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sniffy
05-22-2016, 07:41 PM
Detroit: Arson Capitol of the World

Talking heads take up arms against climate change

Hundreds of Fires Light Up Devil's Night in Detroit - NYTimes.com (http://www.nytimes.com/1994/11/01/us/hundreds-of-fires-light-up-devil-s-night-in-detroit.html)
Nov 1, 1994 - Hundreds of fires were set in the city and suburbs on Sunday despite ... were
charged with setting fires; the police said more arrests were likely. ... In 1984, Detroit earned the distinction as "arson capital of the world" after 297 ..

Fight Against Climate Hoax in Negro Speak. Too bad cracker isn't giving them no money.:)

http://quod.lib.umich.edu/m/mjs/12333712.0002.004/--planning-for-climate-change-in-legacy-cities-the-case?rgn=main;view=fulltext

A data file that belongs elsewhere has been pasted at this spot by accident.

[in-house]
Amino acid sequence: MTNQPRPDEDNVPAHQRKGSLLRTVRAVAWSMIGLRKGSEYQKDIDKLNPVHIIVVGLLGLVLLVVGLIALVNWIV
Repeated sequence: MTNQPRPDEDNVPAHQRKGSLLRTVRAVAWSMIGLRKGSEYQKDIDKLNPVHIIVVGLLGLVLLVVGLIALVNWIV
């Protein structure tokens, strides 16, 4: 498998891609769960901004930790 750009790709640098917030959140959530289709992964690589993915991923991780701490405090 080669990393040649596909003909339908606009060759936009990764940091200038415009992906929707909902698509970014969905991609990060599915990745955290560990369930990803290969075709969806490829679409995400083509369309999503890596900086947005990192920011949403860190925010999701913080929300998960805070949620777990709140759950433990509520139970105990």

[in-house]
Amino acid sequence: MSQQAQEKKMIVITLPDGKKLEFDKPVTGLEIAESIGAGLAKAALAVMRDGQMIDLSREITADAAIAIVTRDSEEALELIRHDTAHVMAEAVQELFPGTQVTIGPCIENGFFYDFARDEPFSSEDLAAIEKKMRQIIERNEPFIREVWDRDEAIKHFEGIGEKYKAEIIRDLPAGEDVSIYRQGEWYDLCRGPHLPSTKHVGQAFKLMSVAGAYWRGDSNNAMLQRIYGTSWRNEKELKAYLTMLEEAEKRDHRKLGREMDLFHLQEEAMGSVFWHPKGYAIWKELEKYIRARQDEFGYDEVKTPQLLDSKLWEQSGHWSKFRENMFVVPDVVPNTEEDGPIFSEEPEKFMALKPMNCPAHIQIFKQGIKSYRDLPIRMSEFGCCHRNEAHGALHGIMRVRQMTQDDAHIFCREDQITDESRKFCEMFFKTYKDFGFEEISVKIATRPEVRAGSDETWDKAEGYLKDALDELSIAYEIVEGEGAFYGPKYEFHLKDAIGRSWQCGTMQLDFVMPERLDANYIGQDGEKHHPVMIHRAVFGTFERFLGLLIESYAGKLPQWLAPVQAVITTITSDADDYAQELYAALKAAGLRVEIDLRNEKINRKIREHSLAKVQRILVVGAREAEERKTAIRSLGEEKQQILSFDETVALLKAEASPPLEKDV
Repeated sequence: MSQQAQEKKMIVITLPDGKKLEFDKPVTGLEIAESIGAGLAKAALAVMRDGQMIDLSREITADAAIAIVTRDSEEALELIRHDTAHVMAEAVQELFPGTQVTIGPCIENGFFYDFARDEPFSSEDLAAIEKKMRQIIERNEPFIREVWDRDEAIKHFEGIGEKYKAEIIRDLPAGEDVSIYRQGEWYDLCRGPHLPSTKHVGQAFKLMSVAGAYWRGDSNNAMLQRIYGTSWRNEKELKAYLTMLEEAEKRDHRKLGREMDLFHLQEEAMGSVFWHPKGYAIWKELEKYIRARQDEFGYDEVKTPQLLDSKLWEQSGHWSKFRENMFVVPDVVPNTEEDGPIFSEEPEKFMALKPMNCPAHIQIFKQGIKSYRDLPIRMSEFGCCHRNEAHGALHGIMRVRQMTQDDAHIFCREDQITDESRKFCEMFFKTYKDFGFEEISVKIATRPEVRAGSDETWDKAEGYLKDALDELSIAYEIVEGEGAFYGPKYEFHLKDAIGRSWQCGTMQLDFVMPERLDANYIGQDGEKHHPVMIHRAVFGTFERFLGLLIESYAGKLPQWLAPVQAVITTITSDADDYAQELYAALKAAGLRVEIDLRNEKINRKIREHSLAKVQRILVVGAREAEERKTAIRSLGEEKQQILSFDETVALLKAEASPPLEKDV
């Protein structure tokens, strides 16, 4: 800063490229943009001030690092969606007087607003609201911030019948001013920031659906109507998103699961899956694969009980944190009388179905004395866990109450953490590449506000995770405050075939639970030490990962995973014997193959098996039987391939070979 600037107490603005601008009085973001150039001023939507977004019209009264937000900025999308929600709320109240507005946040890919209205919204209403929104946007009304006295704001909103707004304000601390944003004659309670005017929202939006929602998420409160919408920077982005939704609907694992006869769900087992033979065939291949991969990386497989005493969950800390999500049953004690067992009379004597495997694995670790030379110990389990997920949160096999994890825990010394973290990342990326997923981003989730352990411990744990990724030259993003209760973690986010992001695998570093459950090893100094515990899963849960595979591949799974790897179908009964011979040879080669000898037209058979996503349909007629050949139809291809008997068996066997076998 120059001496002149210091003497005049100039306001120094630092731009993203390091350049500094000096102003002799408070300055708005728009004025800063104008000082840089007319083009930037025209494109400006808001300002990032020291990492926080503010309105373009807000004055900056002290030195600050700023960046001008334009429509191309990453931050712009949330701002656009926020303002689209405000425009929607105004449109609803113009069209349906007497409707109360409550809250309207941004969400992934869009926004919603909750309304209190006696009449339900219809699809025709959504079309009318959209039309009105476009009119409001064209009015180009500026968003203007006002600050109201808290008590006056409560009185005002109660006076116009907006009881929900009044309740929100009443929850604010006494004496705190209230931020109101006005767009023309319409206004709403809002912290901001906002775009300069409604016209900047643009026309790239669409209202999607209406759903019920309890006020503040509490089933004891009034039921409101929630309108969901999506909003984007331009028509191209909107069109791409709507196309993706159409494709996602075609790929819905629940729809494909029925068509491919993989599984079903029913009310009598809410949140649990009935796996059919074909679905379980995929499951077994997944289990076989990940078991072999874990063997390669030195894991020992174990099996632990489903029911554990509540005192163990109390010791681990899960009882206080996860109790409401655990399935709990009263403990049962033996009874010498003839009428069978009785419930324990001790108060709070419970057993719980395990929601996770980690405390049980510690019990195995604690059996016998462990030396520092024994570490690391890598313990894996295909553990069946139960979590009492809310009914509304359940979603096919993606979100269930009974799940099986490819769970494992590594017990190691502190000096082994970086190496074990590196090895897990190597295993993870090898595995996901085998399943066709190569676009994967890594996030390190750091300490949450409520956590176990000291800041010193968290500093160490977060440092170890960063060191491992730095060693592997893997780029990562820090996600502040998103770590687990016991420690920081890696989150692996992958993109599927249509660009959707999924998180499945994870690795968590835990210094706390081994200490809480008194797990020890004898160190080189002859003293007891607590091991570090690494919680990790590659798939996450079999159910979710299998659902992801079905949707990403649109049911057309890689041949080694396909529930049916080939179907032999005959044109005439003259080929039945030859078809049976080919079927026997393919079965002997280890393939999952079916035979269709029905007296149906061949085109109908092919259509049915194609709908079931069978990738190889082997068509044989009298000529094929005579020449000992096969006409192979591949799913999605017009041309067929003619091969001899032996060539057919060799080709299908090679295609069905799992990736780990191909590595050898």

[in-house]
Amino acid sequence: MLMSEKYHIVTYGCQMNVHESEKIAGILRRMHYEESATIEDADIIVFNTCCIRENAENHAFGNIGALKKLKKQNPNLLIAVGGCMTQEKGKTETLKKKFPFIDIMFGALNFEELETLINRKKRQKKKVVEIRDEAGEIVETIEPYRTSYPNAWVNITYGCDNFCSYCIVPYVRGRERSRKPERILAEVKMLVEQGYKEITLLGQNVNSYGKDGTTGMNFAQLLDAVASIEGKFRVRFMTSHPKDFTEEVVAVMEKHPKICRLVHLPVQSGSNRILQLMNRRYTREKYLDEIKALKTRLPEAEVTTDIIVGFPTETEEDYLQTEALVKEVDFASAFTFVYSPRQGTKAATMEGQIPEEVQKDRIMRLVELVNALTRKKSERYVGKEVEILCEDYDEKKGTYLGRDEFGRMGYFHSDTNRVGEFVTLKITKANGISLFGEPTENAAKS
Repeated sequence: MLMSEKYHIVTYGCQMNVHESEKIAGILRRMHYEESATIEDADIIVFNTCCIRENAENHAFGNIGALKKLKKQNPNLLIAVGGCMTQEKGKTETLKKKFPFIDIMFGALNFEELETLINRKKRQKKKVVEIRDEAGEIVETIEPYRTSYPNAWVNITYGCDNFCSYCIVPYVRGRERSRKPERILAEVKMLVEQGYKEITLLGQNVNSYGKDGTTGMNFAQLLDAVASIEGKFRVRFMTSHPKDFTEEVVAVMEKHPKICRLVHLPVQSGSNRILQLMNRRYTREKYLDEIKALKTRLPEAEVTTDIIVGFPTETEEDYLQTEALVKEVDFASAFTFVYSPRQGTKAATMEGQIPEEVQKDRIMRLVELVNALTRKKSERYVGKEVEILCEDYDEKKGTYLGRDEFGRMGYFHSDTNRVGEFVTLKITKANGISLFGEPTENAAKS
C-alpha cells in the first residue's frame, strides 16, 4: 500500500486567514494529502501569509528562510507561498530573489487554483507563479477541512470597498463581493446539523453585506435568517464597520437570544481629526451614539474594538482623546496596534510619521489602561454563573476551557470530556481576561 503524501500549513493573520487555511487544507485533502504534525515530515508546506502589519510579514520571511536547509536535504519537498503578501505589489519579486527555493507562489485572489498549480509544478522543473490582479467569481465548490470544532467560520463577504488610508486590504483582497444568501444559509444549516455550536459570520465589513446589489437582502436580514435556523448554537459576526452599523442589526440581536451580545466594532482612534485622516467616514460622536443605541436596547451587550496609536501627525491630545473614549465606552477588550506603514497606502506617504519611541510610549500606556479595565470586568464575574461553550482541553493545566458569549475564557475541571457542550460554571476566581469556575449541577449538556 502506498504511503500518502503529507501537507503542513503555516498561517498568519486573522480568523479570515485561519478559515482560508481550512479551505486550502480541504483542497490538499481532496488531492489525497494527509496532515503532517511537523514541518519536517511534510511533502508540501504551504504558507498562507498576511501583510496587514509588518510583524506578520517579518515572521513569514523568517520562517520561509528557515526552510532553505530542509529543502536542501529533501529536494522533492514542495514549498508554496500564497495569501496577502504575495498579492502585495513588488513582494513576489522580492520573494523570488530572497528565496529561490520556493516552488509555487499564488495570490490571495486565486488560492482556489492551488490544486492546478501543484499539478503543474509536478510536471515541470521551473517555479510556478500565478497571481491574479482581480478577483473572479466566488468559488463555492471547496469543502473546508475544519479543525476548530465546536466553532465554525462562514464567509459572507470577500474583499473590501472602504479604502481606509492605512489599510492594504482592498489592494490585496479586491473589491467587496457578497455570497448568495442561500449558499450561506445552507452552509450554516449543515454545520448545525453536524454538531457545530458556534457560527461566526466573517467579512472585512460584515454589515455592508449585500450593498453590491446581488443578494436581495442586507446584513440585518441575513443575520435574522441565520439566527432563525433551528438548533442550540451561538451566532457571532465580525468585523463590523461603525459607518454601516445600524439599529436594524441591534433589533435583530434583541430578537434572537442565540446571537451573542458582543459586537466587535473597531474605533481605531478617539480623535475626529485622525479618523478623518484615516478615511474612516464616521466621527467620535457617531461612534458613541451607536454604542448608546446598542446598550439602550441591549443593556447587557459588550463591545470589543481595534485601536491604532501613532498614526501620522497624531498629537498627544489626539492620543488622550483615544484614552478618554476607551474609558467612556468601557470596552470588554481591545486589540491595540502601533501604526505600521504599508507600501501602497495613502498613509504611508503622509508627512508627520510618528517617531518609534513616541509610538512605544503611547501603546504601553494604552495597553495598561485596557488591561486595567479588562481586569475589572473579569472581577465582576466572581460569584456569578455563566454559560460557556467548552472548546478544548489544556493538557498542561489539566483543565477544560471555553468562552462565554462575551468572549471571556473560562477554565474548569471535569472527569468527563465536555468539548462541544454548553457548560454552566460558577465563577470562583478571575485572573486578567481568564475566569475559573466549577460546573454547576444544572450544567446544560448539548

According to recent projections, by the end of the century, Detroit, Michigan’s average summer temperature will rise by 7-13F. As a result, increased heat and heavy precipitation events will burden the city’s infrastructure and population health, and likely lead to disproportionate distribution of related morbidity and mortality among the elderly, the chronically ill, and those who live in poverty—who comprise nearly 40% of the city’s population. Meanwhile, over the last fifty years, Detroit has experienced perhaps the most severe economic downfall of all major U.S. cities, losing over half of its population and filing for bankruptcy in July 2013. As leaders struggle to rethink allocation of scarce municipal resources to meet residents’ pressing basic needs, there has been effectively no capacity for climate change planning. Recognizing the compounding environmental and economic challenges residents face, Detroiters Working for Environmental Justice convened the Detroit Climate Action Collaborative (DCAC) in 2011. DCAC is an extensive planning effort involving diverse government, private, academic, and community partners. Its goal is to develop the city’s first Climate Action Plan, which will document baseline greenhouse gas emissions, map vulnerabilities, engage leaders and residents, and translate this information into mitigation and adaptation strategies. In this paper, we introduce the barriers to and opportunities for climate planning in Detroit and other cities experiencing high levels of depopulation, vacant buildings and lots, and disinvestment. Specifically, we present the DCAC’s planning process, accomplishments, and next steps as a unique case study of community-driven climate planning in a legacy city.